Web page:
Escaping the Heat, Day 20

July 28, 2022


Lovely the for about 30 minutes.

After the excitement of Blackfoot and the Idaho Potato Museum and Café on Wednesday, Thursday was slow and uneventful, a typical IDF day.

Rising late again, I finished the morning writing. We settled in for our early afternoon viewing of “Better Call Saul” when we discovered that we had finished all five seasons. Hopefully we will remember enough to appreciate Season six when it is released on Netflix.

Midafternoon, we headed to town. Before shopping, we wanted to locate that evening’s concert venue. Following Google Maps, we found ourselves on a service road at the back of the property, a repeat of Salt Lake City when Google led us to the back entrance of The Little America Hotel. Is there a service entrance setting on Google Maps?

Downtown IDF sports several unique shops. On our way to a bookstore, we dropped into Lyn’s Ladies and Babies, crowded with high-quality infant clothing that I resisted only because our granddaughter and future sibling have more than enough clothes. The store also displayed soaps and lotions, baggallini bags, and women’s clothing. When learning that we were from Arizona, the saleswoman shared that she left her childhood home of Sioux City, Iowa, to attend college in Denver, and was ecstatically surprised to discover that the sun can shine in the winter. She hates the gray of Iowa although the winters are now much milder. Although she loved Denver, she won’t return because it has grown too much. She loves Chicago because there are so many fun things to do there. Her sister splits her time between IDF and Tucson. Friendly Clerk flies down to Tucson every May to drive back to IDF with her sister for the summer. She is surprised at the number of people who spend all four seasons in Arizona. It is wonderful to see new shops and development coming to IDF, attracting more young people.

We tore ourselves away from this attention-grabbing narrative to search for my intended destination, Winnie and Mo’s Bookshop, an independent store with a small coffee/tea bar. A few young women were enjoying tea as another two or three perused the shelves. The small shop encouraged reading, offering several alcoves in which to hide, and the displays would attract adults and children. Although I love bookstores, especially the independent ones, I rarely buy books, opting for digital loans from the library or purchasing digital versions of reference books. I reminded myself that these stores need support, and despite trying to find something to purchase, I did not see any items of interest that day.

Our next find was a bath boutique, Bumble and Bleat. By now the soap displays in the shops were looking and smelling alike. Down the block was the Poppy and Pout Boutique, which touts itself as a lip balm company, filled with a variety of items of interest to much younger women who wear knitted skirts and vests sized for toddlers. I think I saw those girls in Blackfoot.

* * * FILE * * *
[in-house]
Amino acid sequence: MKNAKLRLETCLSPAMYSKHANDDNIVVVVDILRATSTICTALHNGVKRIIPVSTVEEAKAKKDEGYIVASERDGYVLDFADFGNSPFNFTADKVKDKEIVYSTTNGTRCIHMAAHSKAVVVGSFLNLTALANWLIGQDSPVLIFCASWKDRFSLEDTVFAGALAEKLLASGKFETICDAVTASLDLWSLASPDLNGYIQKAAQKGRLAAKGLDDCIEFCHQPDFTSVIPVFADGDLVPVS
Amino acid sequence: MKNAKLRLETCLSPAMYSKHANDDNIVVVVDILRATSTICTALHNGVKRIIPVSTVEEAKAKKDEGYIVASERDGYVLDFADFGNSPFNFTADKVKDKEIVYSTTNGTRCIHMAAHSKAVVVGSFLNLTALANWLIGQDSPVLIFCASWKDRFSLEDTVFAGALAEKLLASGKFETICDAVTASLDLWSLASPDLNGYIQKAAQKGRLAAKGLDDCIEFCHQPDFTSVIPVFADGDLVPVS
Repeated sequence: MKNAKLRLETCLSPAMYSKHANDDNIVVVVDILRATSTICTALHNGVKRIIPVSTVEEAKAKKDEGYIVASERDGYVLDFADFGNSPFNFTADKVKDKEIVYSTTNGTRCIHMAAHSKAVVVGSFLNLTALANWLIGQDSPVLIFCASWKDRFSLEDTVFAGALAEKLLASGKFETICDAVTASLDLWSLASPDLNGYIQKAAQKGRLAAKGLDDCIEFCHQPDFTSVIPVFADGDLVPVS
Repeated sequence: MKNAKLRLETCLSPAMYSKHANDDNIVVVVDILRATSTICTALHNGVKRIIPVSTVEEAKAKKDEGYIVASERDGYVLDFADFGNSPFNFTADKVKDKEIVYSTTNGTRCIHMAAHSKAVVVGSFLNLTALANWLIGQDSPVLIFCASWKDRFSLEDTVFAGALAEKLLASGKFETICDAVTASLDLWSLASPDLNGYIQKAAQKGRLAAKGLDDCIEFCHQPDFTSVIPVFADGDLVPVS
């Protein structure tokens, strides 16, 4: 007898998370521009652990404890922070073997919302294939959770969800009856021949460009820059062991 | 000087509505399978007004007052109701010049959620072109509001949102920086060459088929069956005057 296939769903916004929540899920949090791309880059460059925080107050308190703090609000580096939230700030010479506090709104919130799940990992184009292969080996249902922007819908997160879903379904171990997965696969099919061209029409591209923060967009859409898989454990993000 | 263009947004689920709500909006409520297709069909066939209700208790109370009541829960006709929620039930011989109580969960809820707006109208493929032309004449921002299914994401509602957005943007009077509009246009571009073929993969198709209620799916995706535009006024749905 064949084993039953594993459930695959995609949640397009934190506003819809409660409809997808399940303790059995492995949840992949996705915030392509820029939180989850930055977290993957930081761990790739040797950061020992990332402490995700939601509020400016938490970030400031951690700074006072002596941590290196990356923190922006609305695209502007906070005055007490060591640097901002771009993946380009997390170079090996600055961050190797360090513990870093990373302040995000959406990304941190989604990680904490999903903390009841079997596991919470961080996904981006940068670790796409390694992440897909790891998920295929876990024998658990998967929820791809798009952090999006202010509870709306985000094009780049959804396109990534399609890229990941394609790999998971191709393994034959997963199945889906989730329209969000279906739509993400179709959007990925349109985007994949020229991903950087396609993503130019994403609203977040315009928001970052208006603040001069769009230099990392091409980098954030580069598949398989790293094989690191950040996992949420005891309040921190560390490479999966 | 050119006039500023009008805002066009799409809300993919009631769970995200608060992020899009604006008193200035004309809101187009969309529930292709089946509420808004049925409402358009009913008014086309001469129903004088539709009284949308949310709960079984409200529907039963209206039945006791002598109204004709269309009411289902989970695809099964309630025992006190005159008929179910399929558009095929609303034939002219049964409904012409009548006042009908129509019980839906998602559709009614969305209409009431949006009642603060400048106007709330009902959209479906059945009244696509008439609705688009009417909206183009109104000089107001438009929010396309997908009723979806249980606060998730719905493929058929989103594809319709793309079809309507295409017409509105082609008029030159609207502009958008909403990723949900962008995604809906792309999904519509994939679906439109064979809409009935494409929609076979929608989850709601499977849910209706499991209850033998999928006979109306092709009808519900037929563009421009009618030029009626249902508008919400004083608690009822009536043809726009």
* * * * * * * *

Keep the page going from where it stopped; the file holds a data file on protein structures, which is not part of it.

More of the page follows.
Getting thirsty and having extra time before the evening’s event, we stopped at Marcellar’s Wines and Brews, Mike receiving a complimentary glass of Moscato since there were no other sweet wines open. Have I mentioned how nice everyone is?

On our way to the car we had to pass The Caramel Tree where we tasted coconut caramel apples (delicious!!) and purchased a small bag of caramel corn. And then, just one more. Wanting to contribute something to the local economy, we strolled through Wee Bee Toys, a delightful child’s paradise. A pop-up nylon red barn caught my eye. Big enough to fill our granddaughter’s bedroom, I texted a picture to her parents to see if they were interested. No reply. I carried my selection of games for the grand boys and a bath book for the granddaughter to the counter. The friendly woman checking us out divulged that she was the owner’s mother boasting that her daughter, a social worker for children at risk, supplies the store with no electronic games. I could have spent an hour in the store admiring the unique items.

Now it was time to drive to the front door of The Waterfront at S**** River Landing, the evening’s venue. S**** River Landing is an area filled with offices and chain restaurants. The Waterfront is an events venue hosting this summer’s concert series benefitting United Way. Advertising indicated live music with food trucks and drinks from 6 to 9 pm. We set up our chairs in the shade and headed to the food trucks, of which there were two. Not quite what I was expecting.

One truck served street tacos and the other small calzones and ice cream. Mike and I each enjoyed a calzone, then, still hungry, Mike purchased two tacos. No complaints about the food. Feeling a buzz from the wine, we passed on beer and gulped water from my travel cup.

Soundcheck complete, the performers disappeared. At 6:30 one of the band members got on the mike to encourage the others to get started. The top entertainment of the evening was an elderly dark-haired man sporting a fedora, dancing with two toddlers. We had seen him at Tuesday’s concert on the riverfront. He came over to introduce himself, advising Mike to show me off. Well, thank you. One-half hour of a baby boomer rock wannabe singing off key, overpowering the instruments and backup singers, and boasting about (exaggerating?) his bad boy days, was enough. I put my hearing aides back in and we left. A town this size probably doesn’t offer many quality music groups. Too early to catch the live music at The Celt Pub, we headed home for another scoop of ice cream and “Midsomer Murders,” of course.

Author: Mary Cornelius

I am an aging woman who writes three blogs.

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